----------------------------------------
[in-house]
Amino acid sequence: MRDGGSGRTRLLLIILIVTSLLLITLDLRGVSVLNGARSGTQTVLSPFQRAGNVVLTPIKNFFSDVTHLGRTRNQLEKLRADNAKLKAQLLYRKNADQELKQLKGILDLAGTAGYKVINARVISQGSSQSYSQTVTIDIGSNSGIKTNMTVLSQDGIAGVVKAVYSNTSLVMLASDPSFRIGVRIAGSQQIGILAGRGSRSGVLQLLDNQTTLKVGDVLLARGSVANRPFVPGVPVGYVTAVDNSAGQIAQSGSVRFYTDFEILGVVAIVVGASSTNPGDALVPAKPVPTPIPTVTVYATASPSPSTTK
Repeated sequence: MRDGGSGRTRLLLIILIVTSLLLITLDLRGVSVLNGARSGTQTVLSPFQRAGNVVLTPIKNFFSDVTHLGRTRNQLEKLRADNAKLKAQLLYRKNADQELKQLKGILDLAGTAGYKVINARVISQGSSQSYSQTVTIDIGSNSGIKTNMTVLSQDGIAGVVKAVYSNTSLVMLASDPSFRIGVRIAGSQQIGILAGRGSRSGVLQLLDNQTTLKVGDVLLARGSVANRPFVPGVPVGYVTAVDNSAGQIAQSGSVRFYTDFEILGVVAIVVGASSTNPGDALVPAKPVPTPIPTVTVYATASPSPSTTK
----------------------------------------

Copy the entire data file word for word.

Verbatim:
[in-house]
Amino acid sequence: MRDGGSGRTRLLLIILIVTSLLLITLDLRGVSVLNGARSGTQTVLSPFQRAGNVVLTPIKNFFSDVTHLGRTRNQLEKLRADNAKLKAQLLYRKNADQELKQLKGILDLAGTAGYKVINARVISQGSSQSYSQTVTIDIGSNSGIKTNMTVLSQDGIAGVVKAVYSNTSLVMLASDPSFRIGVRIAGSQQIGILAGRGSRSGVLQLLDNQTTLKVGDVLLARGSVANRPFVPGVPVGYVTAVDNSAGQIAQSGSVRFYTDFEILGVVAIVVGASSTNPGDALVPAKPVPTPIPTVTVYATASPSPSTTK
Repeated sequence: MRDGGSGRTRLLLIILIVTSLLLITLDLRGVSVLNGARSGTQTVLSPFQRAGNVVLTPIKNFFSDVTHLGRTRNQLEKLRADNAKLKAQLLYRKNADQELKQLKGILDLAGTAGYKVINARVISQGSSQSYSQTVTIDIGSNSGIKTNMTVLSQDGIAGVVKAVYSNTSLVMLASDPSFRIGVRIAGSQQIGILAGRGSRSGVLQLLDNQTTLKVGDVLLARGSVANRPFVPGVPVGYVTAVDNSAGQIAQSGSVRFYTDFEILGVVAIVVGASSTNPGDALVPAKPVPTPIPTVTVYATASPSPSTTK